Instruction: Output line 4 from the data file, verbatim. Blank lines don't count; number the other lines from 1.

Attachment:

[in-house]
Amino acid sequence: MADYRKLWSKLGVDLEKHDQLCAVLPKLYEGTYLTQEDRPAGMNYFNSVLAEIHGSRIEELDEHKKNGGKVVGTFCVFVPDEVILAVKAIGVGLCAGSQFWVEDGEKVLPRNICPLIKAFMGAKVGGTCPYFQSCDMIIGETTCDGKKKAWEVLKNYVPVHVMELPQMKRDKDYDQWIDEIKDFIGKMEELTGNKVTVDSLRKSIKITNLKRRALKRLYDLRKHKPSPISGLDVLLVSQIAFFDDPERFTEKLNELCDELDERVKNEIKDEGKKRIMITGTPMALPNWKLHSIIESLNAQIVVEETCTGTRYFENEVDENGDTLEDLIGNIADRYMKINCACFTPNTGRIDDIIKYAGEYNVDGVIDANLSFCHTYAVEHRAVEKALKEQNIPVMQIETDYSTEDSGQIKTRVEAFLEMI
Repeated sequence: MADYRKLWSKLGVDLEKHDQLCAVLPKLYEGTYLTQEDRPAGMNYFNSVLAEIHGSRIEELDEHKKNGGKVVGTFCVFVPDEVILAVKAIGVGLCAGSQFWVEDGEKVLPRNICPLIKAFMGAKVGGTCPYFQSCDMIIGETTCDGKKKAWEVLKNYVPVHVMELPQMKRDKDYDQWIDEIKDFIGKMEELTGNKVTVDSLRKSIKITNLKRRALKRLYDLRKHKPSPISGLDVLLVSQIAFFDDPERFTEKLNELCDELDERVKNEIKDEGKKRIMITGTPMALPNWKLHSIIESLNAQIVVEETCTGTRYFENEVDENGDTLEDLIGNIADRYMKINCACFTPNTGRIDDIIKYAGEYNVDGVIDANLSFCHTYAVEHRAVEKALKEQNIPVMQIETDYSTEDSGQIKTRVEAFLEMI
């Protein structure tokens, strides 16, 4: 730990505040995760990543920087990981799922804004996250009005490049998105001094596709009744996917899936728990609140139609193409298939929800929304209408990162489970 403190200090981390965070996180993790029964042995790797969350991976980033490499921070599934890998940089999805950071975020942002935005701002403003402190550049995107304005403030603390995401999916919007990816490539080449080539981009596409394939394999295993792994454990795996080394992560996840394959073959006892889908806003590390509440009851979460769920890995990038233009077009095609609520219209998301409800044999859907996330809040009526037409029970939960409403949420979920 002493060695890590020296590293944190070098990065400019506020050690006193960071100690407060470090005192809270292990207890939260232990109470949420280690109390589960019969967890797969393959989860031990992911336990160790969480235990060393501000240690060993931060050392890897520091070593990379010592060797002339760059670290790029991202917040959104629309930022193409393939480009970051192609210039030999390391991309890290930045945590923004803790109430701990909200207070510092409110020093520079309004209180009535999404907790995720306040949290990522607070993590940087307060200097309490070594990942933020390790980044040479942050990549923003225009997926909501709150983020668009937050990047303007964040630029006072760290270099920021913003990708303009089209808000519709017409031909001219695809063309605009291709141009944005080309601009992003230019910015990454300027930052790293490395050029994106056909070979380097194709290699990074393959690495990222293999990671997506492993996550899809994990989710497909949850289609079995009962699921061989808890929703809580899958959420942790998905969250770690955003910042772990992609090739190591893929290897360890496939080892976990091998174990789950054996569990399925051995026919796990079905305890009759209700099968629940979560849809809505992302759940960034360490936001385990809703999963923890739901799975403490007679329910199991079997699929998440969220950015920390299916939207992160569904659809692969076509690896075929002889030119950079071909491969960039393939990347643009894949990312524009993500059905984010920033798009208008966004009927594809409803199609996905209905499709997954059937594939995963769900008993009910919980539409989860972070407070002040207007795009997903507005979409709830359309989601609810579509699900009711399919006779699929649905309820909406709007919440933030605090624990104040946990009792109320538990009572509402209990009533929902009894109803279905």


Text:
């Protein structure tokens, strides 16, 4: 730990505040995760990543920087990981799922804004996250009005490049998105001094596709009744996917899936728990609140139609193409298939929800929304209408990162489970 403190200090981390965070996180993790029964042995790797969350991976980033490499921070599934890998940089999805950071975020942002935005701002403003402190550049995107304005403030603390995401999916919007990816490539080449080539981009596409394939394999295993792994454990795996080394992560996840394959073959006892889908806003590390509440009851979460769920890995990038233009077009095609609520219209998301409800044999859907996330809040009526037409029970939960409403949420979920 002493060695890590020296590293944190070098990065400019506020050690006193960071100690407060470090005192809270292990207890939260232990109470949420280690109390589960019969967890797969393959989860031990992911336990160790969480235990060393501000240690060993931060050392890897520091070593990379010592060797002339760059670290790029991202917040959104629309930022193409393939480009970051192609210039030999390391991309890290930045945590923004803790109430701990909200207070510092409110020093520079309004209180009535999404907790995720306040949290990522607070993590940087307060200097309490070594990942933020390790980044040479942050990549923003225009997926909501709150983020668009937050990047303007964040630029006072760290270099920021913003990708303009089209808000519709017409031909001219695809063309605009291709141009944005080309601009992003230019910015990454300027930052790293490395050029994106056909070979380097194709290699990074393959690495990222293999990671997506492993996550899809994990989710497909949850289609079995009962699921061989808890929703809580899958959420942790998905969250770690955003910042772990992609090739190591893929290897360890496939080892976990091998174990789950054996569990399925051995026919796990079905305890009759209700099968629940979560849809809505992302759940960034360490936001385990809703999963923890739901799975403490007679329910199991079997699929998440969220950015920390299916939207992160569904659809692969076509690896075929002889030119950079071909491969960039393939990347643009894949990312524009993500059905984010920033798009208008966004009927594809409803199609996905209905499709997954059937594939995963769900008993009910919980539409989860972070407070002040207007795009997903507005979409709830359309989601609810579509699900009711399919006779699929649905309820909406709007919440933030605090624990104040946990009792109320538990009572509402209990009533929902009894109803279905």